RIVERSIDE, Calif. — Regina Crain cherished the simplicity of Sunday mornings with her husband, Riverside Police Officer Michael Crain.
He loved food, and every weekend — even when their two young children asked her to cook something else — she made his favorite breakfast: eggs, bacon and, most importantly, hash browns. He loved his hash browns.
Those are the times she will miss the most, Regina Crain said Wednesday, fighting tears, during the funeral for her husband in the Grove Community Church in Riverside.
Michael Crain, 34, was shot and killed in an ambush before dawn Feb. 7 as he and an officer he was training stopped their marked patrol car at a traffic light.
The other officer, who has not been identified, was injured.
Police have said the suspected gunman is Christopher Dorner, a former LAPD officer bent on revenge over his dismissal from the department in 2009.
Although Dorner’s name was not uttered by the speakers at Crain’s funeral, the anger at the slaying of Crain and three others was tangible.
Standing outside the church, Los Angeles County Sheriff’s Lt. Mike Reynolds said law enforcement officers have been deeply affected by the deaths.
“Any time one of us is out there and meets a tragic end, it hits us all hard. We all feel the pain,” Reynolds said.
As the funeral procession approached the church, it passed beneath an enormous U.S. flag hanging from the ladders of two Riverside firetrucks.
Mary Ann Taylor, who lives down the street from the church, pointed to the police cars filing past, then told her twin 4-year-old granddaughters: “Put your hands over your hearts; show some respect for them.”
Inside, officers spoke of the anger and confusion left in the wake of slayings attributed to Dorner, including the death Tuesday of San Bernardino County sheriff’s Deputy Jeremiah MacKay, 35.
He died in what has been described as a final, desperate shootout with the fugitive.
MacKay, a 15-year veteran of the department, was married and had a 7-year-old daughter and a 4-month-old son.
A second San Bernardino County sheriff’s deputy, Alex Collins, also was wounded in the gunfight, San Bernardino County Sheriff John McMahon said.
Collins has undergone multiple surgeries but is expected to make a full recovery, he said.
Riverside Capt. John Wallace told mourners he was sure that if Crain were present, he would be asking the audience to pray for MacKay, who “came across the same evil” that Crain did.
Thousands attended Crain’s service, including Gov. Jerry Brown and hundreds of uniformed law enforcement officers representing agencies from across the state.
Family, friends and fellow officers described the 11-year veteran officer as a soft-spoken man, a skilled officer and a doting father to his two children, Ian, 10, and Kaitlyn, 4.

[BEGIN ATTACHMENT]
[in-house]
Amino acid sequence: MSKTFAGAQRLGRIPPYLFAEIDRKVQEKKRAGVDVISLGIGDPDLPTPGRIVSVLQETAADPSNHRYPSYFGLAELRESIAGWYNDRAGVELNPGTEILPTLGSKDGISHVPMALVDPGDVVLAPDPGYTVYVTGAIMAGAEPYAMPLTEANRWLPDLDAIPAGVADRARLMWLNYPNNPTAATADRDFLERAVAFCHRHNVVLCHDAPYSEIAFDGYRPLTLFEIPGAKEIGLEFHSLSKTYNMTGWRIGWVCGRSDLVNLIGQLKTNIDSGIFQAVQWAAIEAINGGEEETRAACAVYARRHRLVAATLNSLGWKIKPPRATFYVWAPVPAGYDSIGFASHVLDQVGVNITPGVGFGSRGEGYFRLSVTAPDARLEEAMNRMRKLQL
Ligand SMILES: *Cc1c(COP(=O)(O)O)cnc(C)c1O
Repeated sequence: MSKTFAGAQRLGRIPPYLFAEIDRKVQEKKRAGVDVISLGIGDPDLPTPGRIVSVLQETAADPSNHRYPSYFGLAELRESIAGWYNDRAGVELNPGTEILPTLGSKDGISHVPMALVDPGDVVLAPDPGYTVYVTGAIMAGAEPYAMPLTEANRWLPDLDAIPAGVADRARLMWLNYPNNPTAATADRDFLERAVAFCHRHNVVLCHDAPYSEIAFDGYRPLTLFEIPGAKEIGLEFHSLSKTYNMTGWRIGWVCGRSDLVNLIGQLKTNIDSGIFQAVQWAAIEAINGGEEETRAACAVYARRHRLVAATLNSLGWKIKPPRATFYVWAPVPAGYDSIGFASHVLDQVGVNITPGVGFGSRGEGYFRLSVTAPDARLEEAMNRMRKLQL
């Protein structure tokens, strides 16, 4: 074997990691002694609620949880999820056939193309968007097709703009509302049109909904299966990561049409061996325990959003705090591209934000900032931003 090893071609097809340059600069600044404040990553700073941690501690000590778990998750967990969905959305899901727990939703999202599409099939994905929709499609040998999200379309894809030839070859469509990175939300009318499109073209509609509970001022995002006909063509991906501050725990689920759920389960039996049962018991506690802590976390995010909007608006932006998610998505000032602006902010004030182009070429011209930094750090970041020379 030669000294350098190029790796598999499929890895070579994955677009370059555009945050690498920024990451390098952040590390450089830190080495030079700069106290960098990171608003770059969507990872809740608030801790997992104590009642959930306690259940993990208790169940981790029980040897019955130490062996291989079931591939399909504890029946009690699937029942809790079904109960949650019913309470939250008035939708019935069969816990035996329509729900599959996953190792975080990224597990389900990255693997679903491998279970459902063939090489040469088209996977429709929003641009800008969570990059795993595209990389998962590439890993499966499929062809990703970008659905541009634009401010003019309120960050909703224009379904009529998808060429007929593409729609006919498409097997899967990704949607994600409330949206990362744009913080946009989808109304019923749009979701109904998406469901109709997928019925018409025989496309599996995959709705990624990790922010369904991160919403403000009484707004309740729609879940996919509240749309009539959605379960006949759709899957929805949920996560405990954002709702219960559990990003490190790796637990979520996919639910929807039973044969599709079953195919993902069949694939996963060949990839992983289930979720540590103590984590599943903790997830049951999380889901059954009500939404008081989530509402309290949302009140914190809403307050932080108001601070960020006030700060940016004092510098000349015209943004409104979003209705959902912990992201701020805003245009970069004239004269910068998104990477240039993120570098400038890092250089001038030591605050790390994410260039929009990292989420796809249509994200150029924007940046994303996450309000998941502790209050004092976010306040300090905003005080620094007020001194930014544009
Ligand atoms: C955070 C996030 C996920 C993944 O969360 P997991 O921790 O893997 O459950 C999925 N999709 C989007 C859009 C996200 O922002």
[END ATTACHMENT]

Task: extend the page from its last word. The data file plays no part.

He was known to tell friends he couldn’t believe how lucky he was in marrying Regina.
While other people talked about having good relationships, “I felt mine was perfect,” Regina Crain said.
“Every day got better,” she said, after tearfully reading the couple’s wedding vows. “Every day we renewed our love. I knew how much he loved me and how much he loved those babies.”
She said her husband went to his daughter’s ballet classes and danced with her. Although he never played baseball, he learned the game so he could coach his son’s team, she said.
Crain was a member of the Riverside Police Department’s SWAT team and served as a field training officer and as a firearms instructor, according to the department.
He was the “ideal policeman,” said Riverside Police Chief Sergio Diaz, who has called the attack that killed Crain a “cowardly ambush.”
“I think we hoped that we could clone him several times over,” Diaz said.
The chief addressed Crain’s children, saying their father was known to be tough.
“Because he was tough, he knew he could be kind and gentle,” Diaz said, choking up as he spoke.
Before joining the police department, Crain served as a rifleman in the Marine Corps. He was deployed twice to Kuwait, according to Riverside police.
Friends and other Marines described Crain as a dedicated and talented Marine who watched one video at a recruiting office and was hooked.
Joe Negroni, who has been friends with Crain since they were in seventh grade, said he was struck by Crain’s empathy and generosity, even when Crain was just a teenager.
Negroni said Crain was a “creature of habit” who ordered the same school lunch every day: a hamburger, Cherry Pepsi and his favorite chocolate doughnuts.
Negroni said he started bringing a girlfriend to lunch in high school, and she did not bring money for lunch. The few dollars that Negroni had for lunch money was not enough to split between two people.
Crain noticed, and he soon started coming up with a few extra dollars each day, which he gave to Negroni, who wondered where he got it.
Negroni said he eventually realized that Crain had stopped ordering his doughnuts every day so the girl, whom Crain didn’t particularly like, would be able to eat.
As the funeral service came to an end, photographs displayed in a video tribute showed Crain getting a kiss from his daughter, clad in a floral dress; holding hands with his wife; sitting on the couch with an arm around his son.
The songs that accompanied it, by Jimi Hendrix, Bob Dylan and Lynyrd Skynyrd, among others, were unconventional for a church but were among his favorites.
Crain was buried Wednesday at Riverside National Cemetery.
-Los Angeles Times